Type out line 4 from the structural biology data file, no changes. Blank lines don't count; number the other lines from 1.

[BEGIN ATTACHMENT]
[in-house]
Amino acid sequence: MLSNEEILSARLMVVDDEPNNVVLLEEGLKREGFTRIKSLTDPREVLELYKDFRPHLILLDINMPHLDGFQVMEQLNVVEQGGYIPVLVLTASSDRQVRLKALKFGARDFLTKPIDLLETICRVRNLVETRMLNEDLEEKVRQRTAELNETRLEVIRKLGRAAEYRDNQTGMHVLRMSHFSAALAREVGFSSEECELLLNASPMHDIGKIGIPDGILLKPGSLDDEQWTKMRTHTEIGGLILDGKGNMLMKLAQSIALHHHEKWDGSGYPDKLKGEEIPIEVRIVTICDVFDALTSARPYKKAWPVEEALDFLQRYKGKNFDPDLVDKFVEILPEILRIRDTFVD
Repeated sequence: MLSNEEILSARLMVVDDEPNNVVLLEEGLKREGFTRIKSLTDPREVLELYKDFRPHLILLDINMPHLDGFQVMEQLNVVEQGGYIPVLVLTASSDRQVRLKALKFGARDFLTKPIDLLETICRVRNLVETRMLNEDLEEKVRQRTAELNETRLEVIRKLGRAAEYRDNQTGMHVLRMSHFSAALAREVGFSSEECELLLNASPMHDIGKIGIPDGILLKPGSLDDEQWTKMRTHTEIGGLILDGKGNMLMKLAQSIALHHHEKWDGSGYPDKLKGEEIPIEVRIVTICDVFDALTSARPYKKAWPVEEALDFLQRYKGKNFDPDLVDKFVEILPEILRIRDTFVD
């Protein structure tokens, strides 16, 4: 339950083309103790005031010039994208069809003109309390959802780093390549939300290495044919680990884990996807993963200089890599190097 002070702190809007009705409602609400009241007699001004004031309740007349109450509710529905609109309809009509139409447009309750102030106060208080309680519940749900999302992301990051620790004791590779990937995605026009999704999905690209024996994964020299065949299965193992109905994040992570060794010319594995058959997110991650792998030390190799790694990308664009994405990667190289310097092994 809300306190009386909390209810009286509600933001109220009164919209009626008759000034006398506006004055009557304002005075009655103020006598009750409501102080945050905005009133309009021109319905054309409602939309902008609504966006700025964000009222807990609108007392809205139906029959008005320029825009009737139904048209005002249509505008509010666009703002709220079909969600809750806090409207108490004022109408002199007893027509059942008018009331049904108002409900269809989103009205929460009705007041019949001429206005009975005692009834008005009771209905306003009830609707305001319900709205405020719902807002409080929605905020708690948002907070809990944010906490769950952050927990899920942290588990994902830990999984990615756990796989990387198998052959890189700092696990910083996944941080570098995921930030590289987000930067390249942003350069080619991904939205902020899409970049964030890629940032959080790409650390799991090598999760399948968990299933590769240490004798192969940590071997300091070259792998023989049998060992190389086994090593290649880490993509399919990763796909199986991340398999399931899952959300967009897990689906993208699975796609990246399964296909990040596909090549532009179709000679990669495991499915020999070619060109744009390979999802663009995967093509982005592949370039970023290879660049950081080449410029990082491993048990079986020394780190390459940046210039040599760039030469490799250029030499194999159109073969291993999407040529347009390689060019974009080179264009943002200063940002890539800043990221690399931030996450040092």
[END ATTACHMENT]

């Protein structure tokens, strides 16, 4: 339950083309103790005031010039994208069809003109309390959802780093390549939300290495044919680990884990996807993963200089890599190097 002070702190809007009705409602609400009241007699001004004031309740007349109450509710529905609109309809009509139409447009309750102030106060208080309680519940749900999302992301990051620790004791590779990937995605026009999704999905690209024996994964020299065949299965193992109905994040992570060794010319594995058959997110991650792998030390190799790694990308664009994405990667190289310097092994 809300306190009386909390209810009286509600933001109220009164919209009626008759000034006398506006004055009557304002005075009655103020006598009750409501102080945050905005009133309009021109319905054309409602939309902008609504966006700025964000009222807990609108007392809205139906029959008005320029825009009737139904048209005002249509505008509010666009703002709220079909969600809750806090409207108490004022109408002199007893027509059942008018009331049904108002409900269809989103009205929460009705007041019949001429206005009975005692009834008005009771209905306003009830609707305001319900709205405020719902807002409080929605905020708690948002907070809990944010906490769950952050927990899920942290588990994902830990999984990615756990796989990387198998052959890189700092696990910083996944941080570098995921930030590289987000930067390249942003350069080619991904939205902020899409970049964030890629940032959080790409650390799991090598999760399948968990299933590769240490004798192969940590071997300091070259792998023989049998060992190389086994090593290649880490993509399919990763796909199986991340398999399931899952959300967009897990689906993208699975796609990246399964296909990040596909090549532009179709000679990669495991499915020999070619060109744009390979999802663009995967093509982005592949370039970023290879660049950081080449410029990082491993048990079986020394780190390459940046210039040599760039030469490799250029030499194999159109073969291993999407040529347009390689060019974009080179264009943002200063940002890539800043990221690399931030996450040092």